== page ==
President Trump's 2020 re-election campaign manager, unveiling a new television ad for the midterm contests, says next week's elections are about his agenda, not Mr. Trump himself. "The president's not on the ballot," Brad Parscale said in a "CBS This Morning" interview Monday. "This is about his agenda."
The new $6 million broadcast and digital ad buy midterm elections -- without mentioning the president's name. That's appropriate, Parscale says in the interview, since "right now this midterms is all about holding the House and continuing the lead in the Senate."Monday to urge voters to back Republicans in next week's
"It's about...what he's accomplished in two years," Parscale said. The ad, he continued, says that we "can't go back," that "it's important to get out and vote. The things that have changed in the last two years, they could go away and we need to vote Republican."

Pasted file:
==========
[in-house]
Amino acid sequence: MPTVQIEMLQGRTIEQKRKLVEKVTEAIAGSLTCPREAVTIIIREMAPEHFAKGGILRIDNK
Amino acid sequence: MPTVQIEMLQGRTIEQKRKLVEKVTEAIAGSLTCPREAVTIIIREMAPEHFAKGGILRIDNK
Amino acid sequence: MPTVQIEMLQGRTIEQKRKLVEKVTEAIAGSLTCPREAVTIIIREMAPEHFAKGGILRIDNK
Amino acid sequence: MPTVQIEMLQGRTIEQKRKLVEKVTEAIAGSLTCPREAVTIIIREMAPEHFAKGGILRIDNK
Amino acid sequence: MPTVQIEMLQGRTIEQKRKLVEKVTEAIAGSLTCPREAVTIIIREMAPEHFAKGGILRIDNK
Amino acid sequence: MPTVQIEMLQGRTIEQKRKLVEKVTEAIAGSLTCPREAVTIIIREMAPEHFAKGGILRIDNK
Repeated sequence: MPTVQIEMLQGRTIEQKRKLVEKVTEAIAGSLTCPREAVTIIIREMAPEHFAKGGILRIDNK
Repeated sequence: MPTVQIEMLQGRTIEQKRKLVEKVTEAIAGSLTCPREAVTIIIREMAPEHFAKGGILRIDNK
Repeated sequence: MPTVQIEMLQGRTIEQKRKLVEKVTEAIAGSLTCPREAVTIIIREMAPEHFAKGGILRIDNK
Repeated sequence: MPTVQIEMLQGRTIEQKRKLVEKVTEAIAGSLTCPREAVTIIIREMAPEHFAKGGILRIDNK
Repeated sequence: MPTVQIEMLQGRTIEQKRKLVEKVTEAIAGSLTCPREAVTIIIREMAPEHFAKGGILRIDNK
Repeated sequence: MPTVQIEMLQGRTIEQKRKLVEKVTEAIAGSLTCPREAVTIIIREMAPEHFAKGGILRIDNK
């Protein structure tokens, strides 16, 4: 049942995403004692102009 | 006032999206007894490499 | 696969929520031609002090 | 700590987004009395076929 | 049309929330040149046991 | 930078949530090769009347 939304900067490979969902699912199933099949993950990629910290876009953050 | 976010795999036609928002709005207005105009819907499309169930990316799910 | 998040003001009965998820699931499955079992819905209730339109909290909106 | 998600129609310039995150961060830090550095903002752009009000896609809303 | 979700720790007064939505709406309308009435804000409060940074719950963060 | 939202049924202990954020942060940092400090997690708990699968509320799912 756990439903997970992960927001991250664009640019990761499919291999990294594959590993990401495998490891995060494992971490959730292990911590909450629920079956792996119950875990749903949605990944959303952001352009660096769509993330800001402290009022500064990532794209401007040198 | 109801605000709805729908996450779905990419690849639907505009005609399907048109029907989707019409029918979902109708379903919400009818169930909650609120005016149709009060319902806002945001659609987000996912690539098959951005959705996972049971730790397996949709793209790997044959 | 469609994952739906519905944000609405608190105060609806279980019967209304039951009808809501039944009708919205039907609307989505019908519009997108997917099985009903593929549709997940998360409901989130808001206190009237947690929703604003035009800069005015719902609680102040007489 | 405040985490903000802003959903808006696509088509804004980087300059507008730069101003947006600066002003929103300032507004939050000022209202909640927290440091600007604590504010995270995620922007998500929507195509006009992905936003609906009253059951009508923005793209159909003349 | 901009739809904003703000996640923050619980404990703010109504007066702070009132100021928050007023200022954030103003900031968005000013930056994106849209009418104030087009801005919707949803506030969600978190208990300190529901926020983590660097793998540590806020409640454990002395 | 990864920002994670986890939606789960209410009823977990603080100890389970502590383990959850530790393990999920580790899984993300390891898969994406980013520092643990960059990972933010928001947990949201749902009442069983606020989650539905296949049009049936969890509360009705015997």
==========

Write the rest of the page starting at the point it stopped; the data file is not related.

The minute-long spot focuses on the country's low unemployment rate and improvements in the economy, with the narrator warning that "this could all go away if we don't remember where we came from and choose the right future."
"It's about everything," Parscale says in the interview. "Things are getting better and there are still things we have to get done. If we don't hold the House, we don't increase our lead in the Senate, those changes can't keep coming and dealing with immigration laws and the things and problems we still have. And to make this country even safer and better, we have to have the Republicans empowered." Otherwise, he added, "the fight turns into obstruction."
The ad comes as Mr. Trump is ramping up his campaign schedule in the final stretch of the midterm elections, with stops planned in Florida, Missouri, West Virginia, Montana, Georgia, Tennessee, and Ohio. He's largely going to states he won, where.
The president's campaign, Parscale told "CBS This Morning," is targeting two different groups in the week leading up to the midterm elections. "The president's base, which I call the army of Trump -- he's going to fight for them to show up. They are paying attention." But "there's also a huge batch of independent voters, suburban mothers, there's people out there that might not be watching the news every day," he added. "And I think this commercial is really targeted towards them."